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Recovery plan for Inverness city centre

By Val Sweeney

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Falcon Square is in the area which could be developed or repurposed to provide a new civic space.
Falcon Square is in the area which could be developed or repurposed to provide a new civic space.

A new civic space in the centre of Inverness could be created as part of a masterplan to help with the city’s recovery and regeneration post-pandemic.

Consultants have identified an 18-step "manifesto for change" to rebalance, repopulate and reposition the city centre.

Although Highland Council has yet to reveal further details, potential projects include developing or repurposing the Eastgate Shopping Centre, Falcon Square, Millburn Road and the Crown Road area to provide a new key civic space.

Another idea is to connect the heart of the city with the River Ness along Baron Taylor’s Street and Bank Lane.

The potential projects formed part of a presentation by Threesixty Architecture to the Inverness city and area recovery group which this week received updates on a range of schemes aimed at revitalising the city.

It also follows recent calls from city MP Drew Hendry in the Courier for ambitious "out of the box" thinking to ensure Inverness has a city centre people want to visit as it recovers from the economic impact of coronavirus.

Provost Helen Carmichael said councillors on the recovery group were unanimous in their support for the “exciting and wonderful opportunities” presented.

Inverness Provost Helen Carmichael.
Inverness Provost Helen Carmichael.

She said: "All the hard work of council staff, business partners and consultants working for the council has come together and the timing is right.

"Never before have we been so aligned and ready to capitalise across the board with a shared vision on the recovery and future development of Inverness.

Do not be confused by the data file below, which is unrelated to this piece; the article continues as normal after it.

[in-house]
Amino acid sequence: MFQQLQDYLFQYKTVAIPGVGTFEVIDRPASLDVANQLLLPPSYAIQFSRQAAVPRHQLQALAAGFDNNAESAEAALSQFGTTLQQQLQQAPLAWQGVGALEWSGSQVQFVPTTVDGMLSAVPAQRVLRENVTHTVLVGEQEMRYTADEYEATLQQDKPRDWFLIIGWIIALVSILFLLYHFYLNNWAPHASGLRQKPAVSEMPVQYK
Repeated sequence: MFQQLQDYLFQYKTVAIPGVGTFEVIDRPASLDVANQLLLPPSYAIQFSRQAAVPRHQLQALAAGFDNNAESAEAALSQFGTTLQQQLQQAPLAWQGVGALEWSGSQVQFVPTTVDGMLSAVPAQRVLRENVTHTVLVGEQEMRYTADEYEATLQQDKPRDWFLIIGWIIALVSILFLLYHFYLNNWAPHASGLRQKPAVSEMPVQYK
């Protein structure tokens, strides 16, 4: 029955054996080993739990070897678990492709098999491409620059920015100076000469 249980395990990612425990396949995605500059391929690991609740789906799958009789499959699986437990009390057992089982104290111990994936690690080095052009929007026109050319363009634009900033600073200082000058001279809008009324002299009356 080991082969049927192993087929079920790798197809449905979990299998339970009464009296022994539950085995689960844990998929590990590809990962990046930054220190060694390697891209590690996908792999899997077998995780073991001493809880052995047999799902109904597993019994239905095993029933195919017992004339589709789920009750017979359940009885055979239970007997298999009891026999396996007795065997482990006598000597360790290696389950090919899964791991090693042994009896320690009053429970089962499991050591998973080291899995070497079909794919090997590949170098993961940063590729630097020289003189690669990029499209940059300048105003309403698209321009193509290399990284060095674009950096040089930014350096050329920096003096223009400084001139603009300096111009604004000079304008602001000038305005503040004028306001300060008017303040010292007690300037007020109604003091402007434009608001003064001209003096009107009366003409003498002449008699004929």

"I thank everyone involved and very much look forward to future progress reports and updates coming forward to the recovery group and City of Inverness Area Committee as we see welcome investment from the private sector combined with the efforts of the council and public sector partners to turn visions into reality."

The presentation by Rory Kellett and Anthony Hubbert, of Threesixty Architecture – which has been appointed to produce a city centre recovery project masterplan – included early analysis highlighting property heritage assets and conservation areas and the heights of buildings which might require sympathetic developments.

Property use, the relationship of public and private transport and walking and cycling access were also explored.

They also acknowledged positive achievements already made, including the development of Wasps Inverness Creative Academy, Inverness Justice Centre, Wyvern House in Academy Street and renovation work to the town house.

A council spokeswoman said: "The presentation to members has yet to be further explored with key players and workshops and reported back as a proposed strategy and action plan to a future meeting of the council."

The branding of Inverness will also be discussed further following a study by Kevin Murray Associates which revealed a shift in perceptions of the city in the last five to 10 years.

Councillor Bet McAllister.
Councillor Bet McAllister.

Inverness Central councillor Bet McAllister welcomed the idea of creating more civic space.

"I don’t think Falcon Square has realised its full potential," she said, and added Baron Taylor’s Street needed an uplift.

"It has always been quite a busy place, but it needs a bit of tidying up," she told the Courier.

"I am looking forward to things happening in the city centre. Some of it is long overdue, but we are getting there."

Inverness West councillor Bill Boyd wants to see Academy Street made more pedestrian-friendly.

"I think we should also have park and ride outside the city centre," he said.

"The main thing is to have a proper strategy and framework."

Related story: Rallying call to all for out-of-the-box thinking to shape future of Inverness city centre

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